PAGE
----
“Ignorance is never better than knowledge,” stated Laura Fermi, wife of the renowned physicist Enrico Fermi. Some may disagree, arguing that what
you don’t know will never hurt you. For most, however, the observation holds true, not just in the field of scientific research but also in other
areas of life. Ignorance, in the sense of being unaware of the truth, has left many people stumbling around in intellectual, moral, and spiritual
darkness for centuries.—Ephesians 4:17,18:
17 So this is what I say and bear witness to in the Lord, that you should no longer go on walking just as the nations also walk, in the futility*
[Or “emptiness; vanity.”] of their minds. 18 They are in darkness mentally and alienated from the life that belongs to God, because of the
ignorance that is in them, because of the insensitivity* [Lit., “dulling.”] of their hearts.
That is why thinking people search for enlightenment. They want to know why we are here and where we are going. Their search has led them down many
different paths. Consider the following examples:
According to Buddhist tradition, Siddhārtha Gautama, the founder of Buddhism, was deeply disturbed by human suffering and death. He asked Hindu
religious teachers to help him find “the way of truth.” Some recommended yoga and extreme self-denial. Gautama ultimately chose a process of
intense personal meditation as the way to true enlightenment.
Others have used mind-altering drugs in their search for enlightenment. Today, for example, members of the Native American Church describe
peyote—a cactus that contains a hallucinogenic substance—as a “revealer of hidden knowledge.”
Eighteenth-century French philosopher Jean-Jacques Rousseau believed that any sincere inquirer can receive a personal spiritual revelation from God.
How? By listening to “what God says to the heart.” Then, how you feel
about things—what your emotions and conscience tell
you—will become “a more assured guide in this immense labyrinth of human opinions,” said Rousseau.—History of Western
Many of Rousseau’s contemporaries vehemently disagreed with that kind of religious approach. Fellow Frenchman Voltaire, for example, felt that
religion, far from enlightening people, had been the prime factor in plunging Europe into centuries of ignorance, superstition, and intolerance during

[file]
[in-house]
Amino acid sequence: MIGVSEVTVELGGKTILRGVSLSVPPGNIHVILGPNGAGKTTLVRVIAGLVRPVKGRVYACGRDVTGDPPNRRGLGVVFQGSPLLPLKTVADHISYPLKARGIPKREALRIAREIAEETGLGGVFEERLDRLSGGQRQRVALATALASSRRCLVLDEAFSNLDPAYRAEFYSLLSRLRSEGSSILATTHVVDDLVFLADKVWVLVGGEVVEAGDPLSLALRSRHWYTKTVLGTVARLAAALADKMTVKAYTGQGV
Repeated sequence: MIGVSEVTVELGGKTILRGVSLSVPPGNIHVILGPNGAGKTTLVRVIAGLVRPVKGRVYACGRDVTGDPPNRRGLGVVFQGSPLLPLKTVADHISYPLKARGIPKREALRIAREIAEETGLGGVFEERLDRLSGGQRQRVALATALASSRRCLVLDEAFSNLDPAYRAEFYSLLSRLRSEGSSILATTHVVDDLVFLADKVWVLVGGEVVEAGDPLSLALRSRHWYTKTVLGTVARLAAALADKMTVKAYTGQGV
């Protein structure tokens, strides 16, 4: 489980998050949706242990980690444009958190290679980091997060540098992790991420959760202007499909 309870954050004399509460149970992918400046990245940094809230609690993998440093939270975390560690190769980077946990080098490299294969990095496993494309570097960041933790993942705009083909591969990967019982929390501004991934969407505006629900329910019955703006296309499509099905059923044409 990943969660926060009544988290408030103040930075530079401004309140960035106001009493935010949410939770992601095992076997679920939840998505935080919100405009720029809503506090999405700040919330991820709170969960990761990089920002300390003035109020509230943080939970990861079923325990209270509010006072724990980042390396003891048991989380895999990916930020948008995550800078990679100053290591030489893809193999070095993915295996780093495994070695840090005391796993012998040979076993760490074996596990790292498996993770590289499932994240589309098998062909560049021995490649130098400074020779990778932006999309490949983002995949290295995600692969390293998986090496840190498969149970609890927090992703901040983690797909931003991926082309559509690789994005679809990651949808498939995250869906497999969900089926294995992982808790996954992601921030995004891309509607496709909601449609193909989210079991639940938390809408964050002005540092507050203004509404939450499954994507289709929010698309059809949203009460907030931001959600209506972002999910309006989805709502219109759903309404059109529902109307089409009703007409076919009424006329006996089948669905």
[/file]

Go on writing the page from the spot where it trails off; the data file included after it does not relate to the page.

the period that some historians call the Dark Ages.
Voltaire became part of a European rationalist movement known as the Enlightenment. Its followers returned to the ideas of the ancient
Greeks—namely, that human reason and scientific investigation are the keys to true enlightenment. Another member of the rationalist movement,
Bernard de Fontenelle, felt that human reason on its own would lead mankind to “a century which will become more enlightened day by day, so that all
previous centuries will be lost in darkness by comparison.”—Encyclopædia Britannica
These are just some of the many conflicting ideas about how to gain enlightenment. Is there really any “assured guide” that we can turn to in our
search for truth? Consider what the following article has to say about the trustworthy source of enlightenment:
Finding True Enlightenment
So we should no longer be children, tossed about as by waves and carried here and there by every wind of teaching by means of the trickery of men,
by means of cunning in deceptive schemes.
As for anything besides these, my son, be warned: To the making of many books there is no end, and much devotion to them is wearisome to the
Some people today are like sponges; they soak up whatever they come across. It is all too easy to absorb whatever is around us. A completely open mind
could be likened to a pipe that lets just anything flow through it—even sewage. Do you want your mind to be contaminated with poison like that?
It is far better for each individual personally to choose wisely what he will feed his mind. It is said that we are what we eat, and this can apply to
food for both the body and the mind. No matter what you are reading or watching or listening to, test to see whether it is truthful/right/correct (an
accurate description of the reality of the matter, and not merely the promotion of an idea/philosophy to get some attention and/or admiration, or to
entertain or intrigue people for increased attention and the resulting revenue or personal benefits from getting that attention and/or admiration) or
not (i.e. wrong/incorrect). How?
By training your perceptive powers (part of your thinking ability) to distinguish both right and wrong by using them a lot. Hebrews 5:13,14:
For everyone who continues to feed on milk is unacquainted with the word of righteousness, for he is a young child. 14 But solid food belongs to
mature people, to those who through use have their powers of discernment* [Or “their perceptive powers.”] trained to distinguish both right and
Discernment is “acuteness of judgment.” It is “the power or faculty of the mind by which it distinguishes one thing from another.” A person
with discernment perceives subtleties of ideas or things and has good judgment.
Using discernment, we will be able to recognize those who are merely using “smooth talk and complimentary speech” in order to “seduce the hearts
of guileless ones.” (Romans 16:18) Discernment enables you to discard irrelevant information or misleading facts and distinguish the substance of a
For more tips, see the article in my signature.
edit on 18-4-2019 by whereislogic because: (no reason given)